The Parliamentary Budget Office (PBO) has released a new research report, Australia’s ageing population – Understanding the fiscal impacts over the next decade, which contains a detailed analysis of the projected budgetary impacts of the ageing population by 2028-29.

The report is prompted by the significant demographic, and thereby fiscal, change Australia will undertake as the ‘baby boomer’ generation begins to retire. Over the next decade, Australia will experience a marked growth in the old-age dependency ratio as the pool of retirees rises and the labour force contracts. This trend is expected to set the tone for the next decades, though, as figure 1.1 shows, rates of change will vary.

Figure 1.1: Rate of increase in older age groups

The effects on spending is expected to come in waves but will peak between 2030-40. This is driven by spikes in demand for health services, aged care facilities and, in particular, the Age Pension. Whilst the growing demand for aged care and health services is manageable and easily accommodated, the main budgetary burden will come from the increase in Age Pension spending. Though this is more contingent on a superannuation system that is still maturing. As superannuation was only instituted in 1992 many on the retiring boomers do not have adequate savings to fund their retirements, thereby causing greater reliance on the publicly-funded Age Pension. However, the report makes clear that this is not expected to be a long-term trend. By 2040, retirees will have contributed to superannuation for their entire working lives and in concert with expected reforms to the eligibility threshold of the Age Pension, the budgetary impact will alleviated significantly.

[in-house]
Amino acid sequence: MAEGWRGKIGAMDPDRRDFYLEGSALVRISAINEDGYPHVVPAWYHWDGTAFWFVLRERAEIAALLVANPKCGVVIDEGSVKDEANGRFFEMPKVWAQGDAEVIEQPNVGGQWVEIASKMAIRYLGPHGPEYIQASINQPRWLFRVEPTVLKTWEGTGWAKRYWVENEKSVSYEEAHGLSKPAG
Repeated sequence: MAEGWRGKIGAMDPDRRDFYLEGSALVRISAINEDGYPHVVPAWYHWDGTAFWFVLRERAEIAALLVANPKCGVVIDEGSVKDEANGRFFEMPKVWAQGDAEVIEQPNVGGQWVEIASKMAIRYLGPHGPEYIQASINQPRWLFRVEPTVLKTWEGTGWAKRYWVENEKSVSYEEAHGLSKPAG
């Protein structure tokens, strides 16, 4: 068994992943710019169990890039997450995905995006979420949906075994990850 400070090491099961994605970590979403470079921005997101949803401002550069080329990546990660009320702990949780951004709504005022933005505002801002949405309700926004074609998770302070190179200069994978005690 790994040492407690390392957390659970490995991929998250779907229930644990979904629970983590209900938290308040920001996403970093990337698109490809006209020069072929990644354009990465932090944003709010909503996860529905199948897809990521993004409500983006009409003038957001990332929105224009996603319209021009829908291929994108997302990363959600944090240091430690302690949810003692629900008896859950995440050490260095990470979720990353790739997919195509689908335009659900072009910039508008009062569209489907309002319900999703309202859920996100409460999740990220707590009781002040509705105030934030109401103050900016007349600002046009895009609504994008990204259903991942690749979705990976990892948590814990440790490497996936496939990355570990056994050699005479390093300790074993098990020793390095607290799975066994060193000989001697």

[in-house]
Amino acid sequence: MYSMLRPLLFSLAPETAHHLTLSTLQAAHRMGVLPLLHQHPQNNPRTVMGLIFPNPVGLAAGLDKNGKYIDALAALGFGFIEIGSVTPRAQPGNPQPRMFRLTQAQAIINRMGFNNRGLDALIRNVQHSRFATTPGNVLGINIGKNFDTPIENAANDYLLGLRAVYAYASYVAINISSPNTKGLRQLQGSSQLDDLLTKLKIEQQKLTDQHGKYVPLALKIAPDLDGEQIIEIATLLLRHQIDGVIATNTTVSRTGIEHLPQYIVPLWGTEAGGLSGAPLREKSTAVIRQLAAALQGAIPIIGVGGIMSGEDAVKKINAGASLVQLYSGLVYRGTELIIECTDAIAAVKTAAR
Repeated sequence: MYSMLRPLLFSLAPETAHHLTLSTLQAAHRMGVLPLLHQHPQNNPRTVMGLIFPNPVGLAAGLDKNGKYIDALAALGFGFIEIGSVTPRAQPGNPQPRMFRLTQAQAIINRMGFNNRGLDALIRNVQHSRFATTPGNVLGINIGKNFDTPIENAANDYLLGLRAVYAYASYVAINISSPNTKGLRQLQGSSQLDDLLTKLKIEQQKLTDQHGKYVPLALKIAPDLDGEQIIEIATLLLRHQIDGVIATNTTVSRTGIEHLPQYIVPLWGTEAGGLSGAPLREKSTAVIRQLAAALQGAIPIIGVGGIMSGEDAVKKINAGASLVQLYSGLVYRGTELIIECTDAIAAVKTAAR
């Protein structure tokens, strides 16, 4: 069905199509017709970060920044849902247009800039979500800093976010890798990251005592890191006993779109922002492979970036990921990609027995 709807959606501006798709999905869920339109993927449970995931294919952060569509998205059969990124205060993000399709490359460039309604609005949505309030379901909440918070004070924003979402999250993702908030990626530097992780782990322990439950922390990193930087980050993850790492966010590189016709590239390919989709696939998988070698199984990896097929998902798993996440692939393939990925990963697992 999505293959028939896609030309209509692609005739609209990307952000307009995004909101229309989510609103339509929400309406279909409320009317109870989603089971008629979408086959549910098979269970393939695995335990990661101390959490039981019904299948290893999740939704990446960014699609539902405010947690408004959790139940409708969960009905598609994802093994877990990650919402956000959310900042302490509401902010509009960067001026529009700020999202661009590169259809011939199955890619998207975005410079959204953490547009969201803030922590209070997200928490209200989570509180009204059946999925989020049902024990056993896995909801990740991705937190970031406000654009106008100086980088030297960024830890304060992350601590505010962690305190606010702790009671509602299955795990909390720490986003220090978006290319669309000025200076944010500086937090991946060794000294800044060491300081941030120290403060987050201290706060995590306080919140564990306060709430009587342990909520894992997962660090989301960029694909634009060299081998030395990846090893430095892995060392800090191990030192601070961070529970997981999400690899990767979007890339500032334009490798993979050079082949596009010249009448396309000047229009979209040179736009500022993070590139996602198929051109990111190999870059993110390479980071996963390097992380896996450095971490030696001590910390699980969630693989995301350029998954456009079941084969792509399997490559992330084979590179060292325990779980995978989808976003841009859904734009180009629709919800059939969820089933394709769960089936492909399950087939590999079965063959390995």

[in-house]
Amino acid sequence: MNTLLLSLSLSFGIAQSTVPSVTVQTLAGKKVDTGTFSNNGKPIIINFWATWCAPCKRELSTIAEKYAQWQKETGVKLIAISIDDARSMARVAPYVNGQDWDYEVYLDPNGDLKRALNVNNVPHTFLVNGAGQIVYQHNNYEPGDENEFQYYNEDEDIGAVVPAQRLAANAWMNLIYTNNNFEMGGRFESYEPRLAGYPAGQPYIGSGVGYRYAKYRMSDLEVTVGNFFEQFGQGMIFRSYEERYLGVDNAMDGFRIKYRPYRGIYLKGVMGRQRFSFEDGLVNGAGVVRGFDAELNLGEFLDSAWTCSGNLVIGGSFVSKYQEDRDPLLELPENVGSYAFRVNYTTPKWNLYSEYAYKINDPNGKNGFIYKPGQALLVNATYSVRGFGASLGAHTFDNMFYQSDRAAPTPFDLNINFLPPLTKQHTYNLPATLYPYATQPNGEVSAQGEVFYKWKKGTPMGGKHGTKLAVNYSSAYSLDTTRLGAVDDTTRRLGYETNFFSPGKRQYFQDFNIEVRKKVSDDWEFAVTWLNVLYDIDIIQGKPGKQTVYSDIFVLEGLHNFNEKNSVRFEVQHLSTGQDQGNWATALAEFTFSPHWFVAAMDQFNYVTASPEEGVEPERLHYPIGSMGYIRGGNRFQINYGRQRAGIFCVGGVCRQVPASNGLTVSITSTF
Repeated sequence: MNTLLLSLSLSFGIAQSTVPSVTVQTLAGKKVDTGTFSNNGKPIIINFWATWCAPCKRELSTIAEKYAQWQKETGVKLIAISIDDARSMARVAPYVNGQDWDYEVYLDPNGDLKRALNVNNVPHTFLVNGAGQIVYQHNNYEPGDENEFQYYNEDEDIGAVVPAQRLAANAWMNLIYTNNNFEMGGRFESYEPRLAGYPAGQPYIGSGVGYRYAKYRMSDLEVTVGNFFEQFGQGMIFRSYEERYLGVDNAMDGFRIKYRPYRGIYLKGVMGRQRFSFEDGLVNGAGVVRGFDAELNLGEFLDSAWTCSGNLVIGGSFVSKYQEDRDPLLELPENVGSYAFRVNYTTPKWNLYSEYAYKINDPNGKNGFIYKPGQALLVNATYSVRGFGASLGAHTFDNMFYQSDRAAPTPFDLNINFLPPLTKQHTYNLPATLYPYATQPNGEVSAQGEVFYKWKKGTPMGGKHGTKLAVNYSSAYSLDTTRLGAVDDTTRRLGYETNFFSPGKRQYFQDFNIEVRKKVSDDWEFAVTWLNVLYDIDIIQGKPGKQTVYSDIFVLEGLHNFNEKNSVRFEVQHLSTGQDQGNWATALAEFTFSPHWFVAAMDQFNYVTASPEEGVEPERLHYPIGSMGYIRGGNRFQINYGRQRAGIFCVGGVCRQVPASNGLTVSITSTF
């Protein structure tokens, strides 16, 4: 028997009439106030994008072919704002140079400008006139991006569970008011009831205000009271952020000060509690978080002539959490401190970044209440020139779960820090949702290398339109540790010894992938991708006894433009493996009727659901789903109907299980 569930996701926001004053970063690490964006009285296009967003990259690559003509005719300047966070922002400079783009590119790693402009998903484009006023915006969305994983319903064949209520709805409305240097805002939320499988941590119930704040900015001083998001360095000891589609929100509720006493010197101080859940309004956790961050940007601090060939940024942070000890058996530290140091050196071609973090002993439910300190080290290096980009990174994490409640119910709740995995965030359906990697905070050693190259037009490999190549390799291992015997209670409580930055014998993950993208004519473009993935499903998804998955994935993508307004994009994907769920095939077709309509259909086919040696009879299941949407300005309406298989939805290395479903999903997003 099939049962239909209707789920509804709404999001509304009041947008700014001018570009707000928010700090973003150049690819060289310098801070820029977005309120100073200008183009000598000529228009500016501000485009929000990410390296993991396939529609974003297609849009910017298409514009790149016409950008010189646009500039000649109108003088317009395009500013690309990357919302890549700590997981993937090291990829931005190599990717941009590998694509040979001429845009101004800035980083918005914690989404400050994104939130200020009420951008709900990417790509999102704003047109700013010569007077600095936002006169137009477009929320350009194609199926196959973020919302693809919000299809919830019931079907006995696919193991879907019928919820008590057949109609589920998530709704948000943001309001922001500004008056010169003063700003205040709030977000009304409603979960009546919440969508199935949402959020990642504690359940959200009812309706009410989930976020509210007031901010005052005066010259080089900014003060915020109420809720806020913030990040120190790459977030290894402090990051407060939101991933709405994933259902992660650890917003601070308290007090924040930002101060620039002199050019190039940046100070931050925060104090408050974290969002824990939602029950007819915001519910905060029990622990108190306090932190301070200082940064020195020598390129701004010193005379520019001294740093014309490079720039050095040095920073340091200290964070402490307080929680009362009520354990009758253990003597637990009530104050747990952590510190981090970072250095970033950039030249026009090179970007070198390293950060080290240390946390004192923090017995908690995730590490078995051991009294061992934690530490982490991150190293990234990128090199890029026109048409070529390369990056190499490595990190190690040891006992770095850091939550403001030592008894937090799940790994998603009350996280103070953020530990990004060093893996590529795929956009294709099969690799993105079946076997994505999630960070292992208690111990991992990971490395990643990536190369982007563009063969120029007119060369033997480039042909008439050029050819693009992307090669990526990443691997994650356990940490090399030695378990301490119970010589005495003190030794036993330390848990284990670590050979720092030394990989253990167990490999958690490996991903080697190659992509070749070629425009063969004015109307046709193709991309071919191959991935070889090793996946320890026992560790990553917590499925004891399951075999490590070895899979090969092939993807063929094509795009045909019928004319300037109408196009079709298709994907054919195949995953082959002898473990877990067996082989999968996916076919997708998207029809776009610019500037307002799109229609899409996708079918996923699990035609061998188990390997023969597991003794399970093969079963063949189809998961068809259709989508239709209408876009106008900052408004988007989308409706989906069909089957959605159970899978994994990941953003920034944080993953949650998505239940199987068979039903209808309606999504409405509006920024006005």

Mirroring this growth in spending will a decline in tax revenue. The report explains that this is due to changing patterns of consumption and income after retirement and the contraction of the labourforce. A small labour pool will lower earnings, company profits and resources available for the production of goods and services. Whilst, after retirement, income from superannuation assets and capital gains from those assets are either not-taxed or insignificantly so. Finally, GST will also be affected, because as individuals retire, they tend to spend less.

The report predicts that over the next decade alone, these trends will lower annual growth in revenue by $20 billion and add $16 billion to the annual spending. Resulting in an annual budget cost of $36 billion by 2028-29 and overtaking medicare in projected costs. However, within a broader context, these changes will not be too burdensome. Indexation of payments and population and income growth is expected to alleviate the worst effects of the ageing population by increasing revenue by $187 billion over the same period.

Figure 1.2: Average annual real growth in revenue and spending over the next decade

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